Archived Story

Jo-Ann Boepple: Inside the house on Section Street

Published 9:33pm Thursday, July 28, 2011

Hilary Rauch moved to Edwardsburg when he was in the first grade. He moved to the white house on Section Street between the middle school and the primary school. It was 1938 and his father Rufus Rauch was an English professor at the University of Notre Dame.

They had come to South Bend from Iowa and had lived in several locations until Rufus Rauch decided the family needed to get “back to the land.” They looked in Edwardsburg for a farm. A large farm north of Pleasant Lake was considered but was not to be. Later they looked at the Sol Kushner property on Section Street.

Sol and Ida Kushner owned a summer resort for Jewish women and children from Chicago. The property had been abandoned but there was plenty of room for the Rauch family and even Rufus Rauch’s parents and a niece. At one time 13 people lived in the house.

Could it provide what the family wanted? There were 12 acres with the house and several out buildings. The four story house counting the cupola was built in 1882  by John Barber. Many of the large rooms had been divided into smaller bedrooms. In the back behind the house was a 60-foot long dining hall with kitchen, which was torn down shortly after the family moved in, a large frame bathhouse with showers behind the house, another u-shaped nine room building which contained bedrooms with a lavatory and toilet in each room, an old large barn to the west and a cement tennis court and gazebo.

Inside the house there were 12 rooms; five bedrooms, four marble fireplaces, two up and two down; a three-story circular stairway; two large bay windows; and a large third floor attic. From the cupola one could see Notre Dame’s golden dome. The Rauch’s named it Ruhaven.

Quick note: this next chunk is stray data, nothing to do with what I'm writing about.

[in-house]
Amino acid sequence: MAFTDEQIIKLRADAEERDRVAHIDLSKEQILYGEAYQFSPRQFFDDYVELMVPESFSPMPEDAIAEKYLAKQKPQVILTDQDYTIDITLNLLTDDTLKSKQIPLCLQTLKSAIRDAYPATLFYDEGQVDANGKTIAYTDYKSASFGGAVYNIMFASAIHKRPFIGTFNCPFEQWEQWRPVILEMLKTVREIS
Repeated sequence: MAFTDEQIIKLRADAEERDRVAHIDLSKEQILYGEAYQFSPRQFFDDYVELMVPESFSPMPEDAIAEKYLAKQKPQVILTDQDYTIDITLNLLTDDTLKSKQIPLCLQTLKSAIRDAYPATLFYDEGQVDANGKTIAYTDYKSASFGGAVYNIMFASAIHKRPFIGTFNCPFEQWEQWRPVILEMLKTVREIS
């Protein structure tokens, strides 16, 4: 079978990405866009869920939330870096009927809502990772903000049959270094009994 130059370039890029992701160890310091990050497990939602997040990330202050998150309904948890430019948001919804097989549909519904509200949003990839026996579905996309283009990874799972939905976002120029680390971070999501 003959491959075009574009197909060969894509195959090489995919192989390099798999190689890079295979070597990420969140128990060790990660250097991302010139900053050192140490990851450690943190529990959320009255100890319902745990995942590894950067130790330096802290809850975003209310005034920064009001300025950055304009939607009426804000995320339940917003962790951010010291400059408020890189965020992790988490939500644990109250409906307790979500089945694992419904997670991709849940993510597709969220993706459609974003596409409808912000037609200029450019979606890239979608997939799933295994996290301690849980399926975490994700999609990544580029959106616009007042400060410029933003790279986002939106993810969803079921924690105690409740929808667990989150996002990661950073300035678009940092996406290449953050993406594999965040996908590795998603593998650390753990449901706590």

Hilary Rauch’s grandfather spent the fall of 1937 getting the house ready for the move-in. It took nine months to clean, remove walls, repair the woodwork, install a new furnace and distillate oil burning cabinet stoves placed in the fireplaces for heat.

A new septic system was installed, a 220-volt electric service to operate the kitchen stove, a downstairs bathroom added, new kitchen cabinets and sink installed in the kitchen.  During these long days, the grandfather stayed in the house, slept on a cot in the kitchen heated with a coal burning stove.

Shortly after moving in the dining hall was torn down, the big barn was removed except the pig house, the cupola was repaired which later blew down in a storm, the front porch was replaced with a terrace, and the house was white washed.

The Rauch family moved to Michigan with Rufus and Beryl Rauch, three children, Rufus’s parents and a niece they were raising. In the fall of 1938 the Rauch children entered the Edwardsburg schools, Yvonne in the eighth grade, Bill in fifth, Hilary in first and the cousin Bette Ann in third grade.

The family had their dream of living off the land. They spent time canning fruit and vegetables grown on the property and raised various farm animals, chickens, hogs, goats, ducks and even sheep were a part of their farm.

During this time they also added to their family. Gretchen was born in 1939 and Madelon in 1944. They lived in Edwardsburg during all of World War II but in 1945 it was decided they would move back to South Bend. When they came to Edwardsburg they had sold their house to Joseph Roper. Now they made a trade and switched houses and the Ropers moved to Edwardsburg and the Rauch family went back to their old home in South Bend.

During their seven years in Edwardsburg, Hilary’s father was on the Edwardsburg Village Council. The family attended Our Lady of the Lake Chapel on Eagle Lake, Beryl played the organ , Rufus was an usher, Bill and Hilary served as altar boys.

Hilary Rauch currently lives in  North Carolina and the material for this article came from his book, “The Rauch Book,” written by him and his father.

Many people have asked questions about the house on Section Street and this is just a small part of the history of the house.

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